Simple Forehands & Backhands
The first two drills, if practiced frequently, will begin to develop your player’s hand-eye coordination slowly. Since they are easy to practice virtually anywhere, encourage them to practice the drills at home to improve their skills.
For this next drill, you’ll need to position your player at one end of the court at the center of the service line, where the center service line and service line connect. Have your player position themselves for either a forehand or a backhand.
You should stand slightly in front and 4-6 feet to the side of the player with a basket of balls. Before you start the drill, it can be a great time to explain the different grips and have them find one that feels natural.
While there is no perfect grip, having an understanding of the different types of tennis grips will help you understand the limitations of various grips so that you can encourage your player to use a particular style.
Next, demonstrate how you’d like them to hit their forehand. At this point, I typically avoid mention of the backswing and have the student start their racquet at about waist height to keep things simple. My main focus will usually be a strong follow-through.
Once they’re ready, toss one tennis ball at a time so that it bounces in front of the player, about waist high, and have them hit their groundstroke.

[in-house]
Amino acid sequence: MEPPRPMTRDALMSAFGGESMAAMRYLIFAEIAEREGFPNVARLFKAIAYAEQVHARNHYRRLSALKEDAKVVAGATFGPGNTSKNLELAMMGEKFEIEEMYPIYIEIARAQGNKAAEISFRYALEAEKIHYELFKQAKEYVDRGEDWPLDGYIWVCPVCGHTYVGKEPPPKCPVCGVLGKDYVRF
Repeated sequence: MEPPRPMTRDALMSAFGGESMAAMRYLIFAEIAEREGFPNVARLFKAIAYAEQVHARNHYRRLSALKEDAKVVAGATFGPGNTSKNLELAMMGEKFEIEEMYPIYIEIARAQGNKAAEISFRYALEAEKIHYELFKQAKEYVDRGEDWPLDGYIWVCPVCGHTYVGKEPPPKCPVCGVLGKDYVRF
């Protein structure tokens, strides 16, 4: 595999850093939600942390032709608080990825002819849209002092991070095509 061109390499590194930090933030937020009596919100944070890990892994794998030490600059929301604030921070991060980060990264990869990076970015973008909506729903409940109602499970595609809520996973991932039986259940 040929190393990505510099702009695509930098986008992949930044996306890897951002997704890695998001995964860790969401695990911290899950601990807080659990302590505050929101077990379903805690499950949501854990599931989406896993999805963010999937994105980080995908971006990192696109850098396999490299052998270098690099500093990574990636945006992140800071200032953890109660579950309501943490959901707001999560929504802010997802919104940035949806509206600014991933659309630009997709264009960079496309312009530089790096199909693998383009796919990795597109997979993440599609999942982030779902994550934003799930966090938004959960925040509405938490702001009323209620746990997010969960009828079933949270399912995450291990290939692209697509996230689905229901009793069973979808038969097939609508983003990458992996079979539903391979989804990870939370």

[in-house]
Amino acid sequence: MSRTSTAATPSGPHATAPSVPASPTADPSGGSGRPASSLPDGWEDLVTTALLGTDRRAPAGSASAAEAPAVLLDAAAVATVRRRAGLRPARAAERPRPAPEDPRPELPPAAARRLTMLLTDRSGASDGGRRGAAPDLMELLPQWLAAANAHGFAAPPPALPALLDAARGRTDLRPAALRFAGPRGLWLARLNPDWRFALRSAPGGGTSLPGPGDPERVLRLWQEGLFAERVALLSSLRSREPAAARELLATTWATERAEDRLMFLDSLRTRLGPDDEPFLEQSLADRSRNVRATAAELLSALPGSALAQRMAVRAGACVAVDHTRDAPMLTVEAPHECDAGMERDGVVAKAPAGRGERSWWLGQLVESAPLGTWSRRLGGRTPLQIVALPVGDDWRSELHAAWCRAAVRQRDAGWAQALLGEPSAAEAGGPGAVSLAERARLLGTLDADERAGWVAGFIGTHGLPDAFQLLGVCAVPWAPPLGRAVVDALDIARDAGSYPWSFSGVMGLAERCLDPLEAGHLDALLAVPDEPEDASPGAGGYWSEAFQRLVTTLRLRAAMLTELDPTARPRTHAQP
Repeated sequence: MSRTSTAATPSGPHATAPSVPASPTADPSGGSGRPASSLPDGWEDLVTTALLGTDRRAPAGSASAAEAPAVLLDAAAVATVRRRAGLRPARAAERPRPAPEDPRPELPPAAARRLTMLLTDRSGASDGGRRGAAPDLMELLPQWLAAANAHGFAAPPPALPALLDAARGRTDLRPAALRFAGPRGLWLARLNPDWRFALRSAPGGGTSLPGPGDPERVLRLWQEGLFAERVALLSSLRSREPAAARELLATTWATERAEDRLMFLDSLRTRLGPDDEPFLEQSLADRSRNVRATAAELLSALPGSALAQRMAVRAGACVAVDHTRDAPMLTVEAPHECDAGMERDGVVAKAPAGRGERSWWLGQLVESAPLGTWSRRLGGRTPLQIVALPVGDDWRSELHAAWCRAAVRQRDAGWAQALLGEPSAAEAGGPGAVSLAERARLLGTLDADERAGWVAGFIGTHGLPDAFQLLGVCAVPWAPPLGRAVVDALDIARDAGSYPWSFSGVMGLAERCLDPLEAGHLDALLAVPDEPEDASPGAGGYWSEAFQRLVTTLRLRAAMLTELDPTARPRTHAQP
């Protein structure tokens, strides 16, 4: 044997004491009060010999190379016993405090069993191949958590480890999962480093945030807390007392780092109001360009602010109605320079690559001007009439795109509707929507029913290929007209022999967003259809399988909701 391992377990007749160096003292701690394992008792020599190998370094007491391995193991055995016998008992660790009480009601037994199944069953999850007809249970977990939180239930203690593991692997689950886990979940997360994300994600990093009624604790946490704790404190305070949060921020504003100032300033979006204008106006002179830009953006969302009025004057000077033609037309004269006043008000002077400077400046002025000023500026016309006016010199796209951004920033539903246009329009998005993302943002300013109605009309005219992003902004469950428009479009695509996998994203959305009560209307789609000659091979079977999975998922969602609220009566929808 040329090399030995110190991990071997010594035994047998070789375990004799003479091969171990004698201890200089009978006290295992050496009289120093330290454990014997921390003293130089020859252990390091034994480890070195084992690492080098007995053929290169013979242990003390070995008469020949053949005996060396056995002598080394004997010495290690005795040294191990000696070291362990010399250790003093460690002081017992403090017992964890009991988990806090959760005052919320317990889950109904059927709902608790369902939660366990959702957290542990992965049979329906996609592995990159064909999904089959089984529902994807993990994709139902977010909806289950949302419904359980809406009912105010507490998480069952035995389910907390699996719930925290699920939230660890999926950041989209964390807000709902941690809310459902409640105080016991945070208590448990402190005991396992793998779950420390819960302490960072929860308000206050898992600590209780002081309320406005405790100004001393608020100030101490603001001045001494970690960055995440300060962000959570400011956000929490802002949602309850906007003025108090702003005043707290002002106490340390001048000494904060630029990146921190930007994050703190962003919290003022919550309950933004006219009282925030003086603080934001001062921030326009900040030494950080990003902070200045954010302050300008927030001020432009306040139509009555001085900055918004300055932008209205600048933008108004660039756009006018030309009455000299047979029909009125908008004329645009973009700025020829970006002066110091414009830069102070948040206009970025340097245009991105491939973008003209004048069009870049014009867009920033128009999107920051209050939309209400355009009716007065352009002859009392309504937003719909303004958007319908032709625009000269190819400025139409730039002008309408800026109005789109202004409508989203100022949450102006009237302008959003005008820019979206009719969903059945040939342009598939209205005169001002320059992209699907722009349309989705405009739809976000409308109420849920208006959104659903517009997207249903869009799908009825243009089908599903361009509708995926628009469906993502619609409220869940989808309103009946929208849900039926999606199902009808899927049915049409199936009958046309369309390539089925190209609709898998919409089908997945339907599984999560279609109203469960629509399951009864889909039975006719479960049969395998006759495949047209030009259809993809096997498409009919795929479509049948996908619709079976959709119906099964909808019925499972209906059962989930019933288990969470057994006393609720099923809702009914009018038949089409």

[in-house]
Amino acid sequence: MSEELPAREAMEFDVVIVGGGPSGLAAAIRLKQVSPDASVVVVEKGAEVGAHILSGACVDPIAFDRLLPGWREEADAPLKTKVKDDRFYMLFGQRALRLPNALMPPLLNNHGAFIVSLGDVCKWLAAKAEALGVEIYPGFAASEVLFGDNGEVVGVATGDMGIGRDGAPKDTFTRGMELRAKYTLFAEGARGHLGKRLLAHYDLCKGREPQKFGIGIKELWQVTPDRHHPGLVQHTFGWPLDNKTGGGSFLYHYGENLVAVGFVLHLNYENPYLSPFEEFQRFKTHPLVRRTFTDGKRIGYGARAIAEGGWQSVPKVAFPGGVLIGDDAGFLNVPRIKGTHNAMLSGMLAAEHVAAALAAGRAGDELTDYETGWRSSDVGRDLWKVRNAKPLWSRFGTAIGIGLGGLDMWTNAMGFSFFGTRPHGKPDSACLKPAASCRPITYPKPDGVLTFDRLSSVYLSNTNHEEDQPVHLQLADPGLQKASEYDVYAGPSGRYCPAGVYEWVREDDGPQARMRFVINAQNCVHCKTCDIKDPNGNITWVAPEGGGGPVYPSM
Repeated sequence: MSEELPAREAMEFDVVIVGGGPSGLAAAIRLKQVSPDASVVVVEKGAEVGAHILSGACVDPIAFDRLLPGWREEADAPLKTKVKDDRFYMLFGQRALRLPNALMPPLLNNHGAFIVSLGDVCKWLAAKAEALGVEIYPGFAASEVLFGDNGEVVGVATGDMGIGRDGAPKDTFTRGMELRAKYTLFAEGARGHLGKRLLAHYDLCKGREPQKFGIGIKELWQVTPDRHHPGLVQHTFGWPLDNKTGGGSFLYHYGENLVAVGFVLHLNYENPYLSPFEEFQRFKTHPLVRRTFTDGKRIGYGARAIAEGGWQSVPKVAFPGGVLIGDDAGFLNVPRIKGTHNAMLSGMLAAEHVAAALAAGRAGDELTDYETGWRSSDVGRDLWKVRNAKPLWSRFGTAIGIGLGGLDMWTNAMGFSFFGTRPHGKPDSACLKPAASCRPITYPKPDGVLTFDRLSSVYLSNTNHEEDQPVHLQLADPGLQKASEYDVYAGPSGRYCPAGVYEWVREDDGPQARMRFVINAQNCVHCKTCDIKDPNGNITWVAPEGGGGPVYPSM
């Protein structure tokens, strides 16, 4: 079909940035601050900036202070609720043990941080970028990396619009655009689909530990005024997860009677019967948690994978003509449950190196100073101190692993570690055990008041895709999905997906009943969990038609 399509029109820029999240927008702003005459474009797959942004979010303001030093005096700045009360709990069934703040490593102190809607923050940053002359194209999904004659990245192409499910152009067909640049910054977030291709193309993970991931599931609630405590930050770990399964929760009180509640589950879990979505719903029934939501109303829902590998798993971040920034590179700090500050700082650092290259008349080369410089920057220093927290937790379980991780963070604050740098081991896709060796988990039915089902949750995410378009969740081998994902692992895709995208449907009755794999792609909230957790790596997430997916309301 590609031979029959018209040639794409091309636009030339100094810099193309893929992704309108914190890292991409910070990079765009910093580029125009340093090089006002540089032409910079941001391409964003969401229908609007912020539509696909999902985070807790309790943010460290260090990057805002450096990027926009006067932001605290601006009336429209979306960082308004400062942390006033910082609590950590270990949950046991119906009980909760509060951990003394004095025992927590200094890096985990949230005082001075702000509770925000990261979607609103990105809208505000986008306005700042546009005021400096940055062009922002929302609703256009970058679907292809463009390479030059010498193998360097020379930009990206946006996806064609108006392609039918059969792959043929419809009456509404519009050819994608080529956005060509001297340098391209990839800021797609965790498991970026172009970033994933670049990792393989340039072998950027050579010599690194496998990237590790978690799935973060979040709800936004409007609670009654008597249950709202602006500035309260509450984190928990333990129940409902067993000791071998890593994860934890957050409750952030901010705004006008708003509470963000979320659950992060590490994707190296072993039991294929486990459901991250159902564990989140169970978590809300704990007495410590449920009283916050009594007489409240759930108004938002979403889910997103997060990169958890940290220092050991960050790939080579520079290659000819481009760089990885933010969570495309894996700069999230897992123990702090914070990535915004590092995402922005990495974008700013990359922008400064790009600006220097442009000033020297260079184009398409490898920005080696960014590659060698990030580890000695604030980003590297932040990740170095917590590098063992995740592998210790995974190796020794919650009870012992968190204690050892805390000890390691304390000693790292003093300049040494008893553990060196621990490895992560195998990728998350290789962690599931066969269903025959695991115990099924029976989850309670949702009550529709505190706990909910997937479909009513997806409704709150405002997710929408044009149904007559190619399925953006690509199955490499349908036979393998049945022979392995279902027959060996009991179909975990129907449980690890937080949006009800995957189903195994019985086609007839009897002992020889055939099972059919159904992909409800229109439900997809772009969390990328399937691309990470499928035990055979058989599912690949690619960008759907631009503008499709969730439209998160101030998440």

If you started with the forehand, simply switch to the opposite side, demonstrate the next stroke and proper grip, and then toss another basket of balls. Keep track of how many you can hit over the net to make a game out of it.
The great part about this drill is it takes much of the complexity out of hitting a groundstroke.
Typically, when hitting groundstrokes, you’re doing the following, all while ensuring you maintain proper form and technique.
- Moving your feet
- Tracking your opponent with your eyes
- Making a split step
- Judging ball speed, depth, and spin
- Moving forward or backward to ensure you can make contact with the tennis ball at an ideal height
That’s a lot to put together when you’re first starting. As such, this drill removes most of the complexity from hitting a groundstroke so you can focus on proper technique while keeping your student mostly stationary and making it easy for you to make contact with the ball.
A less complicated drill is important for two reasons: It will help further strengthen their hand-eye coordination, and it will also help build their confidence in making contact with the tennis ball.